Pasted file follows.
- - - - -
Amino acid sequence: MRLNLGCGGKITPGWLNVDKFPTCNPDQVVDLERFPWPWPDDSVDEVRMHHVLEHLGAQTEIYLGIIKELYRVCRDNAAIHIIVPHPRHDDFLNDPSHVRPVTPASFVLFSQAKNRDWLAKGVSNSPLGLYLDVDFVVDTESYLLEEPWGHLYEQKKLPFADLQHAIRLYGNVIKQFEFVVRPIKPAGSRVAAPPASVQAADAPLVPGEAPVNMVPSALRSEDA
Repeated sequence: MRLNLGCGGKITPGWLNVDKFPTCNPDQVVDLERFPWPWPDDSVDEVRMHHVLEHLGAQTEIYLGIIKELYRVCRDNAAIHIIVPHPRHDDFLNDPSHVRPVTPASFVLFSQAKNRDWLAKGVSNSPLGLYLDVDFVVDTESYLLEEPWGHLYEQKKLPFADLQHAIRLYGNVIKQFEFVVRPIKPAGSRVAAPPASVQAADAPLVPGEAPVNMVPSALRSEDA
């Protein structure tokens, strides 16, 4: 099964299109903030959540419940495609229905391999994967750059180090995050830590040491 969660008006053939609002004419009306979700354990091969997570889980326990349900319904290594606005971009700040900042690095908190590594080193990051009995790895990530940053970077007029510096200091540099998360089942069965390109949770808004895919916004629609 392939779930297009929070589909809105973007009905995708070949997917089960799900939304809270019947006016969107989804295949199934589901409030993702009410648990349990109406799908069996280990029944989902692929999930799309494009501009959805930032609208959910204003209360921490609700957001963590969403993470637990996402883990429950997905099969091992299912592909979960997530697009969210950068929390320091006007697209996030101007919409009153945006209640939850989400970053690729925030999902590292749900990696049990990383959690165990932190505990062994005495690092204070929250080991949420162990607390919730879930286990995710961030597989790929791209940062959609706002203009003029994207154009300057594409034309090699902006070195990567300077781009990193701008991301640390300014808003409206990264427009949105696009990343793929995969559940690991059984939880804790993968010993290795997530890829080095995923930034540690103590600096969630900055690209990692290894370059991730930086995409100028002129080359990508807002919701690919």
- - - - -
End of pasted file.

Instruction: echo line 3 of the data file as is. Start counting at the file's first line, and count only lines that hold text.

């Protein structure tokens, strides 16, 4: 099964299109903030959540419940495609229905391999994967750059180090995050830590040491 969660008006053939609002004419009306979700354990091969997570889980326990349900319904290594606005971009700040900042690095908190590594080193990051009995790895990530940053970077007029510096200091540099998360089942069965390109949770808004895919916004629609 392939779930297009929070589909809105973007009905995708070949997917089960799900939304809270019947006016969107989804295949199934589901409030993702009410648990349990109406799908069996280990029944989902692929999930799309494009501009959805930032609208959910204003209360921490609700957001963590969403993470637990996402883990429950997905099969091992299912592909979960997530697009969210950068929390320091006007697209996030101007919409009153945006209640939850989400970053690729925030999902590292749900990696049990990383959690165990932190505990062994005495690092204070929250080991949420162990607390919730879930286990995710961030597989790929791209940062959609706002203009003029994207154009300057594409034309090699902006070195990567300077781009990193701008991301640390300014808003409206990264427009949105696009990343793929995969559940690991059984939880804790993968010993290795997530890829080095995923930034540690103590600096969630900055690209990692290894370059991730930086995409100028002129080359990508807002919701690919």